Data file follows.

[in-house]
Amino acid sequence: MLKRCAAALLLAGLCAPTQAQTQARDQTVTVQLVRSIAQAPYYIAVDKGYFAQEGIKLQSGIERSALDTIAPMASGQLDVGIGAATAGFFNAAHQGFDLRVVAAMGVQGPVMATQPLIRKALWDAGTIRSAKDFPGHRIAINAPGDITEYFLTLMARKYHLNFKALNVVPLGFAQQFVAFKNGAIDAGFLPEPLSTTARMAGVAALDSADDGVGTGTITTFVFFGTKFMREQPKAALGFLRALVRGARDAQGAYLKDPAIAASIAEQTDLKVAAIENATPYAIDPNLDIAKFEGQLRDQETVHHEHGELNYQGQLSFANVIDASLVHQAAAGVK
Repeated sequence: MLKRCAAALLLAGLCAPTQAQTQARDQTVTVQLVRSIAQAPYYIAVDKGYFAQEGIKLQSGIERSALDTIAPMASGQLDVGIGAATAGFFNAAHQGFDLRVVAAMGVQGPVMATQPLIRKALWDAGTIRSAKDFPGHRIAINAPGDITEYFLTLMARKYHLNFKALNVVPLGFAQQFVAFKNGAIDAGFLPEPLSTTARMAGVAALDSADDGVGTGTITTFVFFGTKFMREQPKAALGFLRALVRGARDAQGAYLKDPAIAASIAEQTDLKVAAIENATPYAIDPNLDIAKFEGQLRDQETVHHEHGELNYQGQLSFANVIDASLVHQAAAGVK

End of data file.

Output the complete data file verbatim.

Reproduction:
[in-house]
Amino acid sequence: MLKRCAAALLLAGLCAPTQAQTQARDQTVTVQLVRSIAQAPYYIAVDKGYFAQEGIKLQSGIERSALDTIAPMASGQLDVGIGAATAGFFNAAHQGFDLRVVAAMGVQGPVMATQPLIRKALWDAGTIRSAKDFPGHRIAINAPGDITEYFLTLMARKYHLNFKALNVVPLGFAQQFVAFKNGAIDAGFLPEPLSTTARMAGVAALDSADDGVGTGTITTFVFFGTKFMREQPKAALGFLRALVRGARDAQGAYLKDPAIAASIAEQTDLKVAAIENATPYAIDPNLDIAKFEGQLRDQETVHHEHGELNYQGQLSFANVIDASLVHQAAAGVK
Repeated sequence: MLKRCAAALLLAGLCAPTQAQTQARDQTVTVQLVRSIAQAPYYIAVDKGYFAQEGIKLQSGIERSALDTIAPMASGQLDVGIGAATAGFFNAAHQGFDLRVVAAMGVQGPVMATQPLIRKALWDAGTIRSAKDFPGHRIAINAPGDITEYFLTLMARKYHLNFKALNVVPLGFAQQFVAFKNGAIDAGFLPEPLSTTARMAGVAALDSADDGVGTGTITTFVFFGTKFMREQPKAALGFLRALVRGARDAQGAYLKDPAIAASIAEQTDLKVAAIENATPYAIDPNLDIAKFEGQLRDQETVHHEHGELNYQGQLSFANVIDASLVHQAAAGVK